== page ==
Drugtherapy

Blood pressure may be reduced by any one or more

32 DASH-Sodium Collaborative Research Group 2001 Effects on Blood Pressure of Reduced Dietary Sodium and the Dietary Approaches to Stop Hypertension (DASH) Diet. N Engl J Med 344: 3-10.

of the actions listed at the beginning of this chapter (p. 46). The large number of different drug classes for hypertension reduces, paradoxically, the likelihood of a randomly selected drug being the best for an individual patient. Patients and drugs can broadly be divided into two groups depending on their renin status and drug effect on this (Fig. 23.1). Type 1, or high-renin patients, are the younger Caucasians (aged < 55), and they respond better to a (3-blocker or ACE inhibitor. Other patients are type 2, or low-renin, in whom diuretics or calcium blockers are more likely to be effective as single agents.

Since each drug acts on only one or two of the blood pressure control mechanisms, the factors that are uninfluenced by monotherapy are liable to adapt (homeostatic mechanism), to oppose the useful effect and to restore the previous state. There are two principal mechanisms of such adaptation or tolerance:

1. Increase in blood volume: this occurs with any drug that reduces peripheral resistance (increases intravascular volume) or cardiac output (reduces glomerular flow) due to activation of the renin-angiotensin system. The result is that cardiac output and blood pressure rise. Adding a diuretic in combination with the other drug can prevent this compensatory effect.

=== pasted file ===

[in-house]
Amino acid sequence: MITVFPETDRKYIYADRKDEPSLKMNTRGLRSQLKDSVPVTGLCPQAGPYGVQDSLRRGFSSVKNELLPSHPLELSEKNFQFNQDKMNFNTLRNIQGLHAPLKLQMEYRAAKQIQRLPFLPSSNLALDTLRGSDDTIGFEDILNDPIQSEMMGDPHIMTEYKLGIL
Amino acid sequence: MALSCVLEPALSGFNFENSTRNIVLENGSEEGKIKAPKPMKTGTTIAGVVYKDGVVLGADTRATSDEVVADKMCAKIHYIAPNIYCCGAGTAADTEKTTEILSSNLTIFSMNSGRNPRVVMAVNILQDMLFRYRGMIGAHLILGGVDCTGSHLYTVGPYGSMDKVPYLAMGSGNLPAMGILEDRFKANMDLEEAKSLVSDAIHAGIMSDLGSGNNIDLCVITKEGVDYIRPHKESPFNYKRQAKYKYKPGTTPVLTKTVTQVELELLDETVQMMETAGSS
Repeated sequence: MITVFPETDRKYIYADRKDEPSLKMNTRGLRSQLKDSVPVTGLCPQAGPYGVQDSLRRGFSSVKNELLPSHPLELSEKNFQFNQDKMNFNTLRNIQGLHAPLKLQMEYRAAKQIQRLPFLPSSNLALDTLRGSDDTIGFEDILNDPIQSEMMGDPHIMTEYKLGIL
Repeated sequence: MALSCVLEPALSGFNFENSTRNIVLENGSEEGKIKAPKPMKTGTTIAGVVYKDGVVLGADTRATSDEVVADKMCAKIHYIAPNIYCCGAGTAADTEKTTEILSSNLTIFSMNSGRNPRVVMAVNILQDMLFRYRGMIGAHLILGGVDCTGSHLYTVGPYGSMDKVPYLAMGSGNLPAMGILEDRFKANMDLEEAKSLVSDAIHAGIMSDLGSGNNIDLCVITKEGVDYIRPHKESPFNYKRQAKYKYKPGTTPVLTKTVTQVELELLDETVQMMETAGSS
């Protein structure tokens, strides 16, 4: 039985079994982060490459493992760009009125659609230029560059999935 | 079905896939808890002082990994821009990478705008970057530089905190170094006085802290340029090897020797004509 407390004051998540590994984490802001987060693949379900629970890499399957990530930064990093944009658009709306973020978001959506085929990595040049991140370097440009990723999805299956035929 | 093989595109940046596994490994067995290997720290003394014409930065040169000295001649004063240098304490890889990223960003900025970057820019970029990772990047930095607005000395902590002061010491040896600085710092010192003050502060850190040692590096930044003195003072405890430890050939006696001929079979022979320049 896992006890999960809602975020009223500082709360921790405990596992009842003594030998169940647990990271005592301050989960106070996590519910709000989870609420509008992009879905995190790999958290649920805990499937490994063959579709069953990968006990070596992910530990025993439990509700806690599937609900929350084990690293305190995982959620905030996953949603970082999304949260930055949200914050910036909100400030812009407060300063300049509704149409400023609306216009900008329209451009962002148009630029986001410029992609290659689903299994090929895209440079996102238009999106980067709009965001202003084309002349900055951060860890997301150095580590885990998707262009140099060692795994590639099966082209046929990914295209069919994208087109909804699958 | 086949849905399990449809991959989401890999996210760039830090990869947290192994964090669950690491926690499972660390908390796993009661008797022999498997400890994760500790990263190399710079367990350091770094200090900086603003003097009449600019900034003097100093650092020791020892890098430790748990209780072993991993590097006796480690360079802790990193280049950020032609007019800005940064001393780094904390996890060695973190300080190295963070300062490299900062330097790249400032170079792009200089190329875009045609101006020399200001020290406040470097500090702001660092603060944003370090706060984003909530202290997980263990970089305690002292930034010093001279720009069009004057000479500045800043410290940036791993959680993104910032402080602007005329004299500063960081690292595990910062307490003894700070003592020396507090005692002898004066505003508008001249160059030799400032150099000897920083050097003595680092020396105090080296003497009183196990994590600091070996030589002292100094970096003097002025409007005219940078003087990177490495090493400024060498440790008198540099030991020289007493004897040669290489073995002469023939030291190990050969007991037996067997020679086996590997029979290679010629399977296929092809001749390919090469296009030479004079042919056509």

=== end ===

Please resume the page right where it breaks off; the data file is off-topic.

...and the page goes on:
Arteries

ACE inhibitors

Angiotenslnogen --Al

Renin

Arteries

Adrenal glands

Aldosterone / \

Renin

Adrenal glands

Aldosterone / \

Kidneys

Fig. 23.1 Effects of drugs on the renin-angiotensin system (AIIRA: angiotensin II receptor antagonists)

Kidneys

Fig. 23.1 Effects of drugs on the renin-angiotensin system (AIIRA: angiotensin II receptor antagonists)

2. Baroreceptor reflexes: a fall in blood pressure evokes reflex activity of the sympathetic system, causing increased peripheral resistance and cardiac activity (rate and contractility). Therefore, whenever high blood pressure is proving difficult to control and whenever a number of antihypertensives are used in combination, the drugs chosen should between them act on all three main determinants of blood pressure, namely:

• peripheral resistance

Such combinations will:

• maximise antihypertensive efficacy by exerting actions at three different points in the cardiovascular system;

• minimise the opposing homeostatic effects by blocking the compensatory changes in blood volume, vascular tone and cardiac function;

• minimise adverse effects by permitting smaller doses of each drug each acting at a different site and having different unwanted effects.

First-dose hypotension is now uncommon and occurs mainly with drugs having an action on veins (a-adrenoceptor blockers, ACE inhibitors) when baroreflex activation is impaired, e.g. old age or with contracted intravascular volume following diuretics.

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